If exceptional circumstances mean you can’t complete an assessment, you need consideration for a longer period of time, or if you have essential commitments which impact your performance in an assessment, you may be eligible for special consideration or special arrangements.

Special consideration applications will not be affected by a simple extension application.

Using AI responsibly

Co-created with students, AI in Education includes lots of helpful examples of how students use generative AI tools to support their learning. It explains how generative AI works, the different tools available and how to use them responsibly and productively.

WK Topic Learning activity Learning outcomes
Week 01 Introduction, health promotion models and needs assessment Online class (10 hr)  
Week 02 Module revision Online class (10 hr)  
Week 03 Health promotion models and theory Online class (10 hr)  
Week 04 Module revision Online class (10 hr)  
Week 05 Sexual health promotion and advocacy Online class (10 hr)  
Week 06 Module revision Online class (10 hr)  
Week 07 Implementation strategies Online class (10 hr)  
Week 08 Module revision Online class (10 hr)  
Week 09 Health communication Online class (10 hr)  
Week 10 Intensive workshop (2 days) Workshop (16 hr)  
Week 11 Intensive workshop and module revision Online class (10 hr)  
Week 12 Public health evaluation Online class (10 hr)  
Week 13 Module revision Online class (10 hr)  

Attendance and class requirements

Online: fully online. 

Block mode: online plus intensive workshop. Attendance at the intensive is compulsory for block mode students. Failure to attend may result in an absent fail for the unit of study.

Study commitment

Typically, there is a minimum expectation of 1.5-2 hours of student effort per week per credit point for units of study offered over a full semester. For a 6 credit point unit, this equates to roughly 120-150 hours of student effort in total.

Required readings

All readings for this unit can be accessed on the Library eReserve link available on Canvas.

Recommended textbook

Understanding health promotion. Keleher H, Murphy B, MacDougall C, editors. South Melbourne: Oxford University Press; 2007, ISBN: 9780195552942

Learning outcomes are what students know, understand and are able to do on completion of a unit of study. They are aligned with the University's graduate qualities and are assessed as part of the curriculum.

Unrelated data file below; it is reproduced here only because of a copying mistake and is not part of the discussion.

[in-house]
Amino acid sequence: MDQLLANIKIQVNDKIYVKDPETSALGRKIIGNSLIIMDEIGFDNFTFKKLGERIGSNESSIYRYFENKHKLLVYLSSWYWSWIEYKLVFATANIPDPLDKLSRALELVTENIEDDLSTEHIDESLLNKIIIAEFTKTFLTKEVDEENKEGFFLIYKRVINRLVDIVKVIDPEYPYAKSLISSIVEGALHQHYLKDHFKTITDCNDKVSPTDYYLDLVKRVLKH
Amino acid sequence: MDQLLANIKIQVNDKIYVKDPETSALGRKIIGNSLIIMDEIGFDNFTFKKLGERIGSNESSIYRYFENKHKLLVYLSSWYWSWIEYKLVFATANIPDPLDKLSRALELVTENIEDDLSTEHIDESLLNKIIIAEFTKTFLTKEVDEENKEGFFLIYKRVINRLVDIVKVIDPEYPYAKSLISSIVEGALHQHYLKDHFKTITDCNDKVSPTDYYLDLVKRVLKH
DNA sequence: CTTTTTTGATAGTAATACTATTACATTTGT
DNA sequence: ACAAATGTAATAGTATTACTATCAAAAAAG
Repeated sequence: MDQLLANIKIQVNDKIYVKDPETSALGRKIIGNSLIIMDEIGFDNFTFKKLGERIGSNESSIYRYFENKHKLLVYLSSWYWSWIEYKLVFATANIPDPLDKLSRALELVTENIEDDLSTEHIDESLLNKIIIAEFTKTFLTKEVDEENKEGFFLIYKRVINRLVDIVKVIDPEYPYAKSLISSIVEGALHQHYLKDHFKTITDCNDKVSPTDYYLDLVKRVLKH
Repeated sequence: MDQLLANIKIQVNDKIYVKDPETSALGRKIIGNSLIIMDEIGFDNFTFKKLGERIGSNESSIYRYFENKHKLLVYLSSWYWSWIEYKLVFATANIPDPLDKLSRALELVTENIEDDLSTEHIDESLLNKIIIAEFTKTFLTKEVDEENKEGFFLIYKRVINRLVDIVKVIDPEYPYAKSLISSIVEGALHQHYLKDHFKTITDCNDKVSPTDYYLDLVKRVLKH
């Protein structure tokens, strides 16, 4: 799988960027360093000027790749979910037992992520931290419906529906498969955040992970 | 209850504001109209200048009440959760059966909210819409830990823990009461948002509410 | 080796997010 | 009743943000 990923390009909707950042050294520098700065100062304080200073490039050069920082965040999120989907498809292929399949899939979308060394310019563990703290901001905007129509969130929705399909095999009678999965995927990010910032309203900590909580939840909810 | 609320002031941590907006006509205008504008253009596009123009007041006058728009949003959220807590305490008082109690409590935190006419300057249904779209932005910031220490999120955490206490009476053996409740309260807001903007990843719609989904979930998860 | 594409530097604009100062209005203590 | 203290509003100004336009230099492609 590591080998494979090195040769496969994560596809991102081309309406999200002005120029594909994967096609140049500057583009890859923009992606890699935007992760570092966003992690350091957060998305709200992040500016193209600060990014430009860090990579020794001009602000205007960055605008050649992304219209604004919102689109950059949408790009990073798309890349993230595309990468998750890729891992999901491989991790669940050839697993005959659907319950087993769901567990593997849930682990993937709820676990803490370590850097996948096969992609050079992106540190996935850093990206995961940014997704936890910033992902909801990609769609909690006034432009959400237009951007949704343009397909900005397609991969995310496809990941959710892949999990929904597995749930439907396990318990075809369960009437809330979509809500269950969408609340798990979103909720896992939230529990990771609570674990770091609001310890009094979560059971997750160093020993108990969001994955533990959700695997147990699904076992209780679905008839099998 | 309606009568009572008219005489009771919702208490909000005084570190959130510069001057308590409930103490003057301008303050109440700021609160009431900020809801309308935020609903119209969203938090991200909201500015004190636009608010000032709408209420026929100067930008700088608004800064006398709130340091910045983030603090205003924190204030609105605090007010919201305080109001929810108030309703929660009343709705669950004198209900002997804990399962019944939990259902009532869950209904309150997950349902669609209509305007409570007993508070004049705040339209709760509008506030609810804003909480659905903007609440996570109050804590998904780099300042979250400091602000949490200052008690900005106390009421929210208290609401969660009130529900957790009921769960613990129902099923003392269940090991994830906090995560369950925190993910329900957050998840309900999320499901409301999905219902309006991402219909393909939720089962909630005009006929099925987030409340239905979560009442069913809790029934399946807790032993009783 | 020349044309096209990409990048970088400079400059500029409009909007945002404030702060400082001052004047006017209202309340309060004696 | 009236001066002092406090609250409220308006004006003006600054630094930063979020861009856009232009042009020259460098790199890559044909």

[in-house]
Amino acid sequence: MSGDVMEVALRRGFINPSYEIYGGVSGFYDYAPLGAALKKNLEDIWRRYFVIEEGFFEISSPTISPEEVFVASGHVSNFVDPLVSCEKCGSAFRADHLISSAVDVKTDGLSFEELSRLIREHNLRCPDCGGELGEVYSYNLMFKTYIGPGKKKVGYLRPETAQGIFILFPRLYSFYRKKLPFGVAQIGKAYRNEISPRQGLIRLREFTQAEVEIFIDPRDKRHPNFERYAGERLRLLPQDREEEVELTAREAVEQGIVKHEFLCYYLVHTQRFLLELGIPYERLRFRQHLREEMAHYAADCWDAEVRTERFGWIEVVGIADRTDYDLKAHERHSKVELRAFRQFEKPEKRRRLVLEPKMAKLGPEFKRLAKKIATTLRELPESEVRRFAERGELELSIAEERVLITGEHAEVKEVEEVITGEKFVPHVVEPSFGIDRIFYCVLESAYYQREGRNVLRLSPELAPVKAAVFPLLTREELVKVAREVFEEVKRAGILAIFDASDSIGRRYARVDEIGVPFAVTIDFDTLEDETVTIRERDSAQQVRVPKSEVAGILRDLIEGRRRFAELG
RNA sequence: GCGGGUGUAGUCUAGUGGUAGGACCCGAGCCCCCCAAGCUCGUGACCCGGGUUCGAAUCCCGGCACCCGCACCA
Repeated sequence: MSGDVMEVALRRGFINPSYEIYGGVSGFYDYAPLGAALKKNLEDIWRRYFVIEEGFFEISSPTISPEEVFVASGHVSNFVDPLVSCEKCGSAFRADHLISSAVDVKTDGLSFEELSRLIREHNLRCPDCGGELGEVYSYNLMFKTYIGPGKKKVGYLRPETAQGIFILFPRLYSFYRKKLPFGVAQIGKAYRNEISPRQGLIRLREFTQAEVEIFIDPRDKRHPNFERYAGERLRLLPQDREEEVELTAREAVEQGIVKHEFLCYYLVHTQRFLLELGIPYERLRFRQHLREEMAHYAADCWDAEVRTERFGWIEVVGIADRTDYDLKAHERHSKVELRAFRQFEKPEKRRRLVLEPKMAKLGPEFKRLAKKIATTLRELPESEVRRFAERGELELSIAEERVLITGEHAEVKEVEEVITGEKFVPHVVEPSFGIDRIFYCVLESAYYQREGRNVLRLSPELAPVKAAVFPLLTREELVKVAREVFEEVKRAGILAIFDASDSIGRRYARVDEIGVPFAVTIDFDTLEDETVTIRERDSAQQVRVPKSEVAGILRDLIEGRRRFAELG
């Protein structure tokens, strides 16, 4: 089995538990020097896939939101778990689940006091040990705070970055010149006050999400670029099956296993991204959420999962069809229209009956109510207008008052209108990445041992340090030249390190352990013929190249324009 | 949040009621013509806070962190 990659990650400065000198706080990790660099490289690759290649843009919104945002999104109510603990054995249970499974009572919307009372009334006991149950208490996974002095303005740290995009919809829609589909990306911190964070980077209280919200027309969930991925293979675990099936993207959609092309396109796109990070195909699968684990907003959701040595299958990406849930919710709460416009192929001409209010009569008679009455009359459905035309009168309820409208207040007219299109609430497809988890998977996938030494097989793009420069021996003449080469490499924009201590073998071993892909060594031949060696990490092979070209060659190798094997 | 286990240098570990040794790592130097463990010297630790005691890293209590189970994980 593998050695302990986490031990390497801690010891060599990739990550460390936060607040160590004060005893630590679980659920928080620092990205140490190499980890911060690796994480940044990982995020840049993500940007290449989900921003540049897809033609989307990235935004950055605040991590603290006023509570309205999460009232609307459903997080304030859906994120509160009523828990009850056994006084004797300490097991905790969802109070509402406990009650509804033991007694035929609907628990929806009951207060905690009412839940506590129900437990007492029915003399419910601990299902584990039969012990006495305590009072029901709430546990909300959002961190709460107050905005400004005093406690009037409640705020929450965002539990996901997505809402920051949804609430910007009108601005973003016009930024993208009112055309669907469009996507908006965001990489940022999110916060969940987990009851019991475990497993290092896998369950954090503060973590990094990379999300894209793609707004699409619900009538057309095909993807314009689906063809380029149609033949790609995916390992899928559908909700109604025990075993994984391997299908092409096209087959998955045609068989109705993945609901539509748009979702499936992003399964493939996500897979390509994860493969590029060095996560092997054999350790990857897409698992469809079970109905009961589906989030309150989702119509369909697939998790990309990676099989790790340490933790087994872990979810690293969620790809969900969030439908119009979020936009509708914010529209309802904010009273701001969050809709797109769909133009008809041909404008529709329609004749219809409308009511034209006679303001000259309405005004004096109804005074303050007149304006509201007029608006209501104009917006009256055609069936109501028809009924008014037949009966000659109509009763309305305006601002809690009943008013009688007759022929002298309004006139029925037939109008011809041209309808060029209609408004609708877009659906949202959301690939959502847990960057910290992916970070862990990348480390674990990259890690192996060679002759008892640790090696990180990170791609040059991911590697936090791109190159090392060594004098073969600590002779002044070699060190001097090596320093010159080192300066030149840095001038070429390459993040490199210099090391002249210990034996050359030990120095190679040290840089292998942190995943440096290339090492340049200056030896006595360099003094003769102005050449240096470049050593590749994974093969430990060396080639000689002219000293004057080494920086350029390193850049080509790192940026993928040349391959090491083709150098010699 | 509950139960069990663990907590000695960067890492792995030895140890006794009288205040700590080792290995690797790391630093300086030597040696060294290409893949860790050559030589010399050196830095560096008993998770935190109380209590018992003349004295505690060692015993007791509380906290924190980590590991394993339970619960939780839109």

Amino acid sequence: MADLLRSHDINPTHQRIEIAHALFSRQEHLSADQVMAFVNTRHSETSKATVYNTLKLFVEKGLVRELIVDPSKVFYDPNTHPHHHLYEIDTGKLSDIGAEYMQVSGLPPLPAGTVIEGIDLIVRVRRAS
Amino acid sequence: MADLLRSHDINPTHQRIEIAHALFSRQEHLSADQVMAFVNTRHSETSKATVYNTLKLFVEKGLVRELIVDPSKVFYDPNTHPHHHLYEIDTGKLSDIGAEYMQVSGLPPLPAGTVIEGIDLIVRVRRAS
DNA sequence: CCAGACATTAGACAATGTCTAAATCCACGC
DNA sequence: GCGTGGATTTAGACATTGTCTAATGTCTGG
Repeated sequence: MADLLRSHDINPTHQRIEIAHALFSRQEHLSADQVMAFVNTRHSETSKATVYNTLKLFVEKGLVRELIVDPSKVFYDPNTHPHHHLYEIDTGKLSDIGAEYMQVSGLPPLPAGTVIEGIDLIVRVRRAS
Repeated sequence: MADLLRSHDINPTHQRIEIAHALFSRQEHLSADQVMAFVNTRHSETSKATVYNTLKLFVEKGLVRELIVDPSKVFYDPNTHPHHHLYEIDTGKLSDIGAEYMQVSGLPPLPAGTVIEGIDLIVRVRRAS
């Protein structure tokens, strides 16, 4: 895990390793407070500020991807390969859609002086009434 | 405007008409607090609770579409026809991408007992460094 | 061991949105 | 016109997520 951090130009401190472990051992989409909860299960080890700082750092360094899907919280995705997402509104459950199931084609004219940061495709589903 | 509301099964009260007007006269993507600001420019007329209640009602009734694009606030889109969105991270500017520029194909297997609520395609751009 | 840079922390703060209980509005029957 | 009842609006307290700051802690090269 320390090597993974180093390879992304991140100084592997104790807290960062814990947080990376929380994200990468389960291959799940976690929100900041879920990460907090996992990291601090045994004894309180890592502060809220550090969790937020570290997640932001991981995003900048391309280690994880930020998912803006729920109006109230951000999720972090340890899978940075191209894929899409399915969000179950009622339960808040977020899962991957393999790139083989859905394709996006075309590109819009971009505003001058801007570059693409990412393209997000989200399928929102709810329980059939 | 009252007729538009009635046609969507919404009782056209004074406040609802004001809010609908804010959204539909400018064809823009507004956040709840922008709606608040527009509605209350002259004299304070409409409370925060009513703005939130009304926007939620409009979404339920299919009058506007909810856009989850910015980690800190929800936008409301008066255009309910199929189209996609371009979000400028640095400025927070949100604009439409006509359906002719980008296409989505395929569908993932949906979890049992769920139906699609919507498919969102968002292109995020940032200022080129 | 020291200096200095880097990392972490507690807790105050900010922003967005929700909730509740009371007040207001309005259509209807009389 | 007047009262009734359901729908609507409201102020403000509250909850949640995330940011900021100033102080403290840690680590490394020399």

At the completion of this unit, you should be able to:

  • LO1. conduct needs assessments, plan and address priority areas
  • LO2. describe the main constructs of major health promotion models
  • LO3. describe the applicability of health promotion theory to sexual health promotion
  • LO4. understand the importance of planning and management in health promotion
  • LO5. effectively use assessment tools in planning sexual health promotion evaluation activities
  • LO6. discuss the application of the principles of health literacy when selecting or developing sexual health promotion materials.

Graduate qualities

The graduate qualities are the qualities and skills that all University of Sydney graduates must demonstrate on successful completion of an award course. As a future Sydney graduate, the set of qualities have been designed to equip you for the contemporary world.

GQ1 Depth of disciplinary expertise

Deep disciplinary expertise is the ability to integrate and rigorously apply knowledge, understanding and skills of a recognised discipline defined by scholarly activity, as well as familiarity with evolving practice of the discipline.

GQ2 Critical thinking and problem solving

Critical thinking and problem solving are the questioning of ideas, evidence and assumptions in order to propose and evaluate hypotheses or alternative arguments before formulating a conclusion or a solution to an identified problem.

GQ3 Oral and written communication

Effective communication, in both oral and written form, is the clear exchange of meaning in a manner that is appropriate to audience and context.

GQ4 Information and digital literacy

Information and digital literacy is the ability to locate, interpret, evaluate, manage, adapt, integrate, create and convey information using appropriate resources, tools and strategies.

GQ5 Inventiveness

Generating novel ideas and solutions.

GQ6 Cultural competence

Cultural Competence is the ability to actively, ethically, respectfully, and successfully engage across and between cultures. In the Australian context, this includes and celebrates Aboriginal and Torres Strait Islander cultures, knowledge systems, and a mature understanding of contemporary issues.

GQ7 Interdisciplinary effectiveness

Interdisciplinary effectiveness is the integration and synthesis of multiple viewpoints and practices, working effectively across disciplinary boundaries.

GQ8 Integrated professional, ethical, and personal identity

An integrated professional, ethical and personal identity is understanding the interaction between one’s personal and professional selves in an ethical context.

GQ9 Influence

Engaging others in a process, idea or vision.

Outcome map

Learning outcomes Graduate qualities

This section outlines changes made to this unit following staff and student reviews.

No changes have been made since this unit was last offered